Changes coming for campus housing

Kristian Biega, Staff writer

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It’s everyone’s favorite time of year — housing signups. It can be overwhelming for students to navigate the housing process, find roommates and decide where to live on campus.

With new opportunities for sophomores in Ryan Hall and the initiative of having all students live on campus, the 2018-19 school year will bring changes for the entire Mercyhurst campus.

The office of Residence Life and the Mercyhurst administration are excited about the new housing options for next year, and hope that the students will be too.
Amid the excitement, many students are concerned and confused as to why these changes are happening. The main reason for the changes in residence halls is that President Michael T. Victor hopes to encourage the idea of a residential campus that builds a strong community.

“This is ultimately the goal: to bring everyone together and have this residential campus which is unique, rather than some of the surrounding campuses that are so spread out,” said Megan McKenna, director of Residence Life & Student Conduct. “We want to do improvements and for a lot of those improvements, we need to demonstrate that we have the people to improve it for.”

Ryan Hall is the new housing option for the sophomore class that is located between Briggs and Lewis avenues. It replaced six of the oldest buildings on Briggs and Lewis that were in most need of repair.

“The ultimate plan is to take Briggs and Lewis offline and renovate them all,” said McKenna. “So there is a bigger overall plan to start bringing our campus housing up to speed for what students want, need and deserve. We want you to enjoy living here.”

Ryan Hall will hold 350 sophomores in a design similar in scheme and structure to Warde Hall. It will have suite-style rooms in which four roommates will share two bathrooms and a living/snack area. There will also be a large common room on each floor to foster community.

Although it is a sophomore-only living space, the building itself is open to everyone. There will be meeting rooms and programmatic space as well as the full cafeteria and grab-and-go stations on the bottom floor.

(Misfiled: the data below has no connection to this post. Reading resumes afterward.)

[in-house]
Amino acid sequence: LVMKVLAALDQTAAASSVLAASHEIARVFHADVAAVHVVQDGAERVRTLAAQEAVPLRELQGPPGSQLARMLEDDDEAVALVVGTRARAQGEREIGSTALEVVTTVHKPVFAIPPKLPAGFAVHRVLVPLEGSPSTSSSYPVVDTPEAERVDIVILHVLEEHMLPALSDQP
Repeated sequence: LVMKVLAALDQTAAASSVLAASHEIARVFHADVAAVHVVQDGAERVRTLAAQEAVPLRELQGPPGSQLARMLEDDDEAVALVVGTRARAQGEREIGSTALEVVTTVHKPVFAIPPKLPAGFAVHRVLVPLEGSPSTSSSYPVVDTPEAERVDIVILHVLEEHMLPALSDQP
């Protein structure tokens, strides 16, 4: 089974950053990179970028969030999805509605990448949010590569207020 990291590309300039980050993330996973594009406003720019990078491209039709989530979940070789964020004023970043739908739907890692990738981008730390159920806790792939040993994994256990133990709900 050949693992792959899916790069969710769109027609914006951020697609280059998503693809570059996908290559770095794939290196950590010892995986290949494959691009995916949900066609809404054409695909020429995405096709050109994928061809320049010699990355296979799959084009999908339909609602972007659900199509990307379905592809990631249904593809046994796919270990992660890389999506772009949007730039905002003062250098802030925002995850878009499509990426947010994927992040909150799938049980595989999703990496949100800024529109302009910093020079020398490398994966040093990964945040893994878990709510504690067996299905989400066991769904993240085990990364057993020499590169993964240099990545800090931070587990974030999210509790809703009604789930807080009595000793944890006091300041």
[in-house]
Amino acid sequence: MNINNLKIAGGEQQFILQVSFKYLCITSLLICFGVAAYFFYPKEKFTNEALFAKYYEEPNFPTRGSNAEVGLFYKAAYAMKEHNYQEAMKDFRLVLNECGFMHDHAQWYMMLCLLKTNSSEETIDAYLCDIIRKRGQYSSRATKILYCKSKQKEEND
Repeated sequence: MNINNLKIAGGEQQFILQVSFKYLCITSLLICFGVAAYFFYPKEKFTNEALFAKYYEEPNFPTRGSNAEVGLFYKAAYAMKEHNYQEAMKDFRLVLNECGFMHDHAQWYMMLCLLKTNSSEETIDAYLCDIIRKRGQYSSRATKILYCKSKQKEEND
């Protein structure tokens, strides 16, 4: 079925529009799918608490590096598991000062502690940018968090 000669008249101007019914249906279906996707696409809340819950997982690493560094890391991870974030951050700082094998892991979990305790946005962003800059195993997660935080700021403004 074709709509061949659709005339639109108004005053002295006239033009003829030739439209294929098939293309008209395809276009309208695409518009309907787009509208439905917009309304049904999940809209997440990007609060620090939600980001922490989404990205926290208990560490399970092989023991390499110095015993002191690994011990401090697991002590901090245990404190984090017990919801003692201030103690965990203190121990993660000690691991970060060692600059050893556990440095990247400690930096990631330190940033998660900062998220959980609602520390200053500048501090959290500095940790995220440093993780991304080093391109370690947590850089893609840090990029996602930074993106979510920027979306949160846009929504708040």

It can feel frustrating for current juniors and seniors to see these improvements that they will not have the opportunity to live in. Many do, however, see the big picture of the future plans for Mercyhurst housing.

“Though obviously it is difficult to miss out on Ryan Hall, I am happy for the school that this new building is being made. When I give tours to potential students, it is an easy talking point, and many families are excited about living in brand-new housing for their second year,” said sophomore Psychology major Quinn Cooley. “I see very little negatives to the creation of Ryan Hall, and it really is just a physical representation of the bright and exciting future Mercyhurst has ahead.”

It is through this transitional period that future generations of Mercyhurst can have the housing areas that are as up to date as they should be

“I understand that it is hard to be the students in the middle, who want these opportunities but aren’t necessarily benefiting, so to say, from them. I really feel for you guys,” McKenna said.
These improvements to housing go hand in hand as new rules of living on campus are being enforced.

The previous housing rules stated that non-athletes were only required to live on campus two years and athletes were required to live on campus for all four years.

Now, Mercyhurst is becoming more strict with these guidelines, only allowing juniors and seniors to be considered under extenuating circumstances for off-campus living.
Students have mixed feelings about requiring all students to live on campus.